Editor’s Note: A.E. Schafer aka the red baron has once again compiled a rather impressive list of Cardinals prospects doing a write-up on 40 individual prospects. As a convenience to our readers, he releases the list in a couple big chunks so everyone can read about all of the prospects at once. While that is a convenience to all of us who eagerly await the arrival of prospect lists, it might not be as convenient if you are looking for a player’s particular scouting report. So, as a further convenience, we are putting the individual scouting reports in separate posts to make individual players easier to find. You can find the full lists on our 2018 prospect page here. —CE
#4: Tyler O’Neill, OF
5’11”, 210 lbs; Bats/Throws: Right/Right
DOB: 22 June 1995; Drafted Rd 3 2013 (Mariners)
Level(s) in 2017: Tacoma, Memphis (Triple A, Cards/Mariners)
Notable Numbers: 557 PA, 31 HR, 0.41 BB/K (Tac), 0.23 BB/K (Mem), 106 wRC+ (Tac), 111 wRC+ (Mem)
So, what’s so great about this guy?
One word: power. That’s what’s so great about Tyler O’Neill.
Which isn’t to say there aren’t other things about Tyler O’Neill that are good, maybe even pretty great; I hear he dances a magnificent rumba. But when it comes right down to it, the thing the Cardinals were looking for when they pulled together the trade which sent Marco Gonzales from the St. Louis system to Seattle, the thing which puts O’Neill above the player I just stated was my personal favourite in the system, is power.
Arozarena has plus bat speed, Harrison Bader makes loud contact, Adolis Garcia can really drive the ball, particularly to the opposite field. But none of them have the kind of raw power Tyler O’Neill does. And it’s that power potential around which everything else really revolves for the Canadian slugger.
O’Neill doesn’t necessarily cut the figure of a slugger on first glance. It’s easy to picture Giancarlo Stanton at 6’6” and however many pounds hitting majestic home runs. Tyler O’Neill, on the other hand, at sub-six feet, isn’t quite so obvious. Then again, upon closer inspection, he essentially looks like someone just took Aaron Judge or Giancarlo and sort of squished them down a little, until they’re half a foot shorter than they began. O’Neill is every bit that jacked, just without quite so much verticality. One could even argue his shorter stature should give him an advantage over the giants, considering how pitchers are often able to exploit the long levers and large zones of hitters of 6’4”+. I’m not sure that argument holds, but one could make it, I think.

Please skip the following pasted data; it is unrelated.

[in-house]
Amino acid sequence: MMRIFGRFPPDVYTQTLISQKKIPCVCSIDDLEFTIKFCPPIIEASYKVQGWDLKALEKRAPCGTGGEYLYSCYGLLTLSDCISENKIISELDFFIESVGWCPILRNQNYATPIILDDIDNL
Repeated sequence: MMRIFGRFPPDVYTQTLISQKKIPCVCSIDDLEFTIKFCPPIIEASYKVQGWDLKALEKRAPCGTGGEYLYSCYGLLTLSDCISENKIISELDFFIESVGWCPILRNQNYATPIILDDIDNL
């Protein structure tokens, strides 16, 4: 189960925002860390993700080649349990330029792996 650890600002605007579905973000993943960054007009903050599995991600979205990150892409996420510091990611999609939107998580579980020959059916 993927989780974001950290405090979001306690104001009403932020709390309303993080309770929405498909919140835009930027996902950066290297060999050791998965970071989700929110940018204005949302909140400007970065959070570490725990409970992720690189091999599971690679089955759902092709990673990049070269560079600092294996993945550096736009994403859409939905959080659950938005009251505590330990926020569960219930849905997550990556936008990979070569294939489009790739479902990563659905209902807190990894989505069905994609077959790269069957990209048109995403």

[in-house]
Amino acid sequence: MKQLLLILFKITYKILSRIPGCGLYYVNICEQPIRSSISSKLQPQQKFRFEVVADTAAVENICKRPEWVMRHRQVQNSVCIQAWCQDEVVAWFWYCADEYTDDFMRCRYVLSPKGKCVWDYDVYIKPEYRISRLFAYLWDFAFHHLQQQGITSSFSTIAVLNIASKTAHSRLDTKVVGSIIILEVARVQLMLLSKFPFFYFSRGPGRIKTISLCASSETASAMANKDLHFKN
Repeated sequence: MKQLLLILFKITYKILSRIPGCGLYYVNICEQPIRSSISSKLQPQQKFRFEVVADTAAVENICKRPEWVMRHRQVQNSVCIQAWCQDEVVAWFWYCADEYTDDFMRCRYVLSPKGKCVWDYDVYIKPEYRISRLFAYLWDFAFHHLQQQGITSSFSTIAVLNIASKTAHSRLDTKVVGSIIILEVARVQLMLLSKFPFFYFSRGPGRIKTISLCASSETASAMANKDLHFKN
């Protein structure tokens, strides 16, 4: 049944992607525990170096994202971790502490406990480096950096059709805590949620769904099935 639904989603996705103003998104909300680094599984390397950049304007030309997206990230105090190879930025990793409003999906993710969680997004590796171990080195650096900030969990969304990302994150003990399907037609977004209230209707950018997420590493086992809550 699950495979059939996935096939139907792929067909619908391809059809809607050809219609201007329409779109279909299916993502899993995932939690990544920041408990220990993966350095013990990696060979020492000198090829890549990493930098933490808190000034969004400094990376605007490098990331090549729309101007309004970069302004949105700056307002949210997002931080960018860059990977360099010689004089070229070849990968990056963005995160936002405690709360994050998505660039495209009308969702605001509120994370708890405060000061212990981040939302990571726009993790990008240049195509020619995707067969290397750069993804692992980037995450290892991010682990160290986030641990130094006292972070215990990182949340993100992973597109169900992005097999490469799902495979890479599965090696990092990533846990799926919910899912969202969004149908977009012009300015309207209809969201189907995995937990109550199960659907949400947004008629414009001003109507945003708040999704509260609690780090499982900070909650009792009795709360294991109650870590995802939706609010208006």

I’ve written about O’Neill on a couple of other occasions, so permit me to offer the abridged version here: he’s made multiple changes to his swing over the seasons since being drafted, and I think the version of his swing we see now, with the lower hand load and less spread out stance, is probably the best. He’s always struggled to find a good trigger mechanism for his swing, leading to issues timing up pitches, but I think he’s headed in the right direction. There’s still a lot of swing and miss to his game, but that seems to be getting better as well. He struck out less than 20% of the time over the last few weeks of the season and into the playoffs for Memphis. And a Tyler O’Neill who could get his K rate under 20% is an elite, elite, elite prospect.
As for the non-power hitting stuff, O’Neill runs well, probably a 55 runner, and it translates into what I think is at least average, and probably a touch above, defense in a corner outfield spot, as well as an efficient, if not especially prolific, stolen base threat. Over the past three seasons, Tyler has swiped 42 bags in 51 attempts. If he were to get aggressive some year, he could probably put up a 20/20 season. His throwing arm is strong enough to fit in right field long term. The Cardinals tried him in center off and on later in the season after acquiring him to see how he looked, but I expect he’ll settle into right, unless circumstances dictate otherwise.
The Cardinal system, in general, has much the same makeup as the Cards’ current major league team: an enormous amount of depth, but not a ton of true star power. The player who ranks above O’Neill, Carson Kelly, kind of embodies that. But in Arozarena and Tyler O’Neill, the Cardinals do have, I believe, two prospects with legitimate star ceilings. The fact I believe O’Neill’s power is such a carrying tool to the point it makes him the more likely star of those two, rather than Arozarena having to do multiple things well to ascend to that level, is why the two are ranked in the order they are.
If he’s good, it will look like: Again, stature aside, Giancarlo Stanton serves as a decent comp for the kind of player the really good version of Tyler O’Neill looks like. Before this past season, Stanton was more of an all or nothing hitter, but really improved once he closed off his stance and started to push his strikeout rate down. Similarly, O’Neill in the past was always searching for a good swing trigger, and vulnerable to offspeed pitches as a result. Perhaps it was just a hot streak late in the year when he made more contact without sacrificing power, but there’s a chance he simply found a mechanical cue that works better for him, and actually improved. He’ll likely always be a fairly high strikeout guy, but if he can keep his walk rate up in the double digits he can get on base enough to be a real offensive force even when he doesn’t put the ball over the wall. If his plate discipline slides at the big league level and looks more like his overall line at Memphis, rather than what he did after the swing changes seemed to take hold, then Randal Grichuk is, in fact, a pretty solid comparison.